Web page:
were two occasions in the year when bairns in Scotland traditionally went
guising - Halloween and Hogmany ( this custom has now died out ). We are now
nearing Halloween and can expect Guisers to come chapping on the door - not
begging, but merely "thigging"; that is, soliciting gifts on special
occasions. Apples, nuts and copper coins ( now silver! ) were the appropriate
gift to "help the guisers". In her splendid book
"Halloween" the late F Marion McNeill, one-time Vice-President of
the Scottish National Party and well known Scottish cookery writer, explains
the origin of this festival.
'Halloween or All Hallows' Eve ( October 31 ), appears in the Christian
Calendar at the festival of All Saints, which commemorates the "blessed
dead" who have been canonised. But how comes it, you may ask, that a
solemn religious festival is associated with bonfires, guisers, witches,
ducking for apples, burning hazel-nuts and such-like ploys?
The answer is quite simple. It was the policy of the early Christian Church to
graft a Christian festival upon each pagan one, so as to disturb the customs
of the people as little as possible; and, just as they grafted Christmas, the
feast of the Nativity, upon Yule, the great festival of the Nordic peoples
that celebrated the winter solstice, so they grafted Halloween upon the
ancient Celtic festival of Samhuinn ( pronounced approximently Sah'-win ),
which marked the entry of the Celtic year........ The religion of Scotland at
the coming of the first Christian missionaries was Druidism, a form of
sun-worship peculiar to the Celtic peoples. The doctrines of the Druids were
secret. They were never written down, but were committed to memory, generation
after generation, by the priestly caste. But the rites were public, and many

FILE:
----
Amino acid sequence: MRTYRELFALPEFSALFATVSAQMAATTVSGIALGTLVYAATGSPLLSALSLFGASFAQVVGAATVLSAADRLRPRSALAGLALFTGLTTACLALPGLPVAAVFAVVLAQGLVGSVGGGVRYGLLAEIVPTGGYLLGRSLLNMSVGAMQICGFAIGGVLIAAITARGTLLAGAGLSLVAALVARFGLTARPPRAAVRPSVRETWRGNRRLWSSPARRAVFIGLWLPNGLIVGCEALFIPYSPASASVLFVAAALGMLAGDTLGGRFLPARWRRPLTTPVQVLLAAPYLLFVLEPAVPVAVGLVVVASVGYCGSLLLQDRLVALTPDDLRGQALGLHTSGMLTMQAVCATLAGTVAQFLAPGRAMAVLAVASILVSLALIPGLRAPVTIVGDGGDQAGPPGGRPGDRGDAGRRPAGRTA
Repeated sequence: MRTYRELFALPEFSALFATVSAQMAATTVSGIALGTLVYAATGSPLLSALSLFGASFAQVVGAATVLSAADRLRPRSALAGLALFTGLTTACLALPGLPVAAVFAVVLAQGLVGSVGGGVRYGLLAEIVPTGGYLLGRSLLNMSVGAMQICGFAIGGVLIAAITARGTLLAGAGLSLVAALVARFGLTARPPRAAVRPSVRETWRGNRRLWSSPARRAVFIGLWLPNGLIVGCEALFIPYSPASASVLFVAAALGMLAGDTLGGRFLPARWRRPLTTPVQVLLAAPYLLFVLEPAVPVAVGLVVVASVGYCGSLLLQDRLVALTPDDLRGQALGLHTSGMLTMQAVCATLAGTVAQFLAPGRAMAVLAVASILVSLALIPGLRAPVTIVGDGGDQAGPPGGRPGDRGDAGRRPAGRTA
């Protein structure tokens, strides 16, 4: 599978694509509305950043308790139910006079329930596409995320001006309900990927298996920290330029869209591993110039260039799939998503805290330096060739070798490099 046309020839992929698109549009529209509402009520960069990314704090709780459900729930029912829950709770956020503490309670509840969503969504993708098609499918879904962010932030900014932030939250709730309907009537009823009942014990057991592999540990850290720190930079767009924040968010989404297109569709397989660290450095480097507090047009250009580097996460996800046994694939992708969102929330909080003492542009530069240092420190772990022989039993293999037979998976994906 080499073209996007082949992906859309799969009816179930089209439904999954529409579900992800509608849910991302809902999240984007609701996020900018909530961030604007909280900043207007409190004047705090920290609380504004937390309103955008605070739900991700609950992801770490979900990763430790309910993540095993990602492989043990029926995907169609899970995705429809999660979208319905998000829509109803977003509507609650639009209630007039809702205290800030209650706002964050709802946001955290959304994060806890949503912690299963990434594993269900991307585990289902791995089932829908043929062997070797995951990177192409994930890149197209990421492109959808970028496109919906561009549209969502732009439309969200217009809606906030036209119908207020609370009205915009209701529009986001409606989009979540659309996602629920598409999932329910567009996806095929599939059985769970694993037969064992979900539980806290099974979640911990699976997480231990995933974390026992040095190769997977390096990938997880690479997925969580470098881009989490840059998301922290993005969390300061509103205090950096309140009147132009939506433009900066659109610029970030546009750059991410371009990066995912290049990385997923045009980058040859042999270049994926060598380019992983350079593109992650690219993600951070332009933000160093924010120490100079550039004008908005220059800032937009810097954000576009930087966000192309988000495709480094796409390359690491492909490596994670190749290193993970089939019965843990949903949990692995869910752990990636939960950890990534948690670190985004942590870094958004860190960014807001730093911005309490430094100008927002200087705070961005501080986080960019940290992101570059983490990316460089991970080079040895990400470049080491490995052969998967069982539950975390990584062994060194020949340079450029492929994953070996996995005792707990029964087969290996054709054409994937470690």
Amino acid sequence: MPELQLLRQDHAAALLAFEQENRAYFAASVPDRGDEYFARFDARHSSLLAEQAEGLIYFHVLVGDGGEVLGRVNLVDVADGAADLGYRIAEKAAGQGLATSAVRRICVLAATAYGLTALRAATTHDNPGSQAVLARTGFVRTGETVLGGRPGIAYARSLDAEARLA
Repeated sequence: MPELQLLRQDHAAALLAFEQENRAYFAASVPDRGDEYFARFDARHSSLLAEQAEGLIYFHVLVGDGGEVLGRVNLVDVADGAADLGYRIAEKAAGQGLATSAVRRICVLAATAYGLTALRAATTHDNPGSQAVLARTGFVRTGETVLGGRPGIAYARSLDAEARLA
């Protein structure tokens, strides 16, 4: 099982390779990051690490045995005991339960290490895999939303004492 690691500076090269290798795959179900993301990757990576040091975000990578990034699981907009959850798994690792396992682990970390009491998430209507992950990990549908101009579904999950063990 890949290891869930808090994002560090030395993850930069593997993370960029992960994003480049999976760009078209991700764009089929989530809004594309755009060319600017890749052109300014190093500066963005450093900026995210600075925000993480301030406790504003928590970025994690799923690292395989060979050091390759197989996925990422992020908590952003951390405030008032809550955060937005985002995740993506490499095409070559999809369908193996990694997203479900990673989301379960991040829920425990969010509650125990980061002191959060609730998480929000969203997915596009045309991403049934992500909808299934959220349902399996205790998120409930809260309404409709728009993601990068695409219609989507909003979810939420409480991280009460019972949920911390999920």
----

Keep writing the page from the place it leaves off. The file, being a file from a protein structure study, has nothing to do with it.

survived as folk-customs for centuries after their original significance was
forgotten. Some survive to this day as Halloween frolics.'
Next week we will look at some of the ploys and games associated with
Halloween and towards that end you might consider enjoying one of the splendid
dishes with Halloween significance - Cloutie Dumpling. Mind you, it is a
treat at any time of the year!
Ingredients: 12 oz flour ( or half flour and half breadcrumbs ); 6 oz
shredded beef suet; 6 oz moist sugar; 4 oz currants; 4 oz sulanas; 2 teaspoons
ground cinnamon or mixed spices; 1 teaspoon bicarbonate of soda; 1 egg (
optional ); buttermilk or thick sour milk to mix.
Method: Mix the dry ingredients together in a basin. Stir in enough buttermilk to make
a rather thick batter - that is, one of dropping consistency. Dip a
pudding-cloth into boiling water. Wring it out, then dredge lightly with flour
and sink it into a bowl large enough to hold the mixture. Spoon in the batter.
( The bowl will give it a round shape, like a dumpling. ) Gather up the
cloth, making sure that the folds are evenly distributed. Tie up tightly with
string, leaving room for the dumpling to swell ( about one quarter of total
bulk ). Place an old thick plate in the bottom of a large pan. Lift the
dumpling on to it, and pour in boiling water to cover. Cover closely,
replenishing the water when necessary. Boil for about three hours. Untie and
turn out carefully on to a heated serving-dish. When removing the cloth, take
care not to break the "skin". Dredge with castor sugar and serve
with hot custard sauce.
Note - The spice may be varied to taste, and oatmeal may be substituted for
breadcrumbs. The dumpling is very good made with ale instead of milk, an
egg being added and the spice omitted.